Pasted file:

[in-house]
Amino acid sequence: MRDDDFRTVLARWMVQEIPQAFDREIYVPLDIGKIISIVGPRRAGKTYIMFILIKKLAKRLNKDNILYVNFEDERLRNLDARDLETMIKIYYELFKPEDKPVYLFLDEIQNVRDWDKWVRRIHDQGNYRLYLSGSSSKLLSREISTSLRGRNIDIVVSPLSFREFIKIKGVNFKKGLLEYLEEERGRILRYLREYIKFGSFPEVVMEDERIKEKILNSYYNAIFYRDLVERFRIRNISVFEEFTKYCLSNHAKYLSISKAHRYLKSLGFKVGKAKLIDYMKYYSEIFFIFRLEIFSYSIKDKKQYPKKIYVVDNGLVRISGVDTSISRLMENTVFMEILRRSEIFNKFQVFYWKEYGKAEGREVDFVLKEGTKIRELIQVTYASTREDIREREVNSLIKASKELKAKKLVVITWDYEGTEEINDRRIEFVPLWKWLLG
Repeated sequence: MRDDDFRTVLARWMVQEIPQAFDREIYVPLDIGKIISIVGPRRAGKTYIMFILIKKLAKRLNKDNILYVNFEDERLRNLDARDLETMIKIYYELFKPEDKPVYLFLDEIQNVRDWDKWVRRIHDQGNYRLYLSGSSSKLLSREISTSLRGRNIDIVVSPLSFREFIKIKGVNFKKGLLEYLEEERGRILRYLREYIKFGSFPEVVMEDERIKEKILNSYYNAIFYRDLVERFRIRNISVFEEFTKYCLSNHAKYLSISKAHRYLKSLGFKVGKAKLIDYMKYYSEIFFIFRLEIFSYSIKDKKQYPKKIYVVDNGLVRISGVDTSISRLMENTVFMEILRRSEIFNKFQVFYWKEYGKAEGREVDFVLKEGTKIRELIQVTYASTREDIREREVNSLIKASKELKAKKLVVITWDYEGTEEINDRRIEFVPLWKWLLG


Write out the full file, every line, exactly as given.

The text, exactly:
[in-house]
Amino acid sequence: MRDDDFRTVLARWMVQEIPQAFDREIYVPLDIGKIISIVGPRRAGKTYIMFILIKKLAKRLNKDNILYVNFEDERLRNLDARDLETMIKIYYELFKPEDKPVYLFLDEIQNVRDWDKWVRRIHDQGNYRLYLSGSSSKLLSREISTSLRGRNIDIVVSPLSFREFIKIKGVNFKKGLLEYLEEERGRILRYLREYIKFGSFPEVVMEDERIKEKILNSYYNAIFYRDLVERFRIRNISVFEEFTKYCLSNHAKYLSISKAHRYLKSLGFKVGKAKLIDYMKYYSEIFFIFRLEIFSYSIKDKKQYPKKIYVVDNGLVRISGVDTSISRLMENTVFMEILRRSEIFNKFQVFYWKEYGKAEGREVDFVLKEGTKIRELIQVTYASTREDIREREVNSLIKASKELKAKKLVVITWDYEGTEEINDRRIEFVPLWKWLLG
Repeated sequence: MRDDDFRTVLARWMVQEIPQAFDREIYVPLDIGKIISIVGPRRAGKTYIMFILIKKLAKRLNKDNILYVNFEDERLRNLDARDLETMIKIYYELFKPEDKPVYLFLDEIQNVRDWDKWVRRIHDQGNYRLYLSGSSSKLLSREISTSLRGRNIDIVVSPLSFREFIKIKGVNFKKGLLEYLEEERGRILRYLREYIKFGSFPEVVMEDERIKEKILNSYYNAIFYRDLVERFRIRNISVFEEFTKYCLSNHAKYLSISKAHRYLKSLGFKVGKAKLIDYMKYYSEIFFIFRLEIFSYSIKDKKQYPKKIYVVDNGLVRISGVDTSISRLMENTVFMEILRRSEIFNKFQVFYWKEYGKAEGREVDFVLKEGTKIRELIQVTYASTREDIREREVNSLIKASKELKAKKLVVITWDYEGTEEINDRRIEFVPLWKWLLG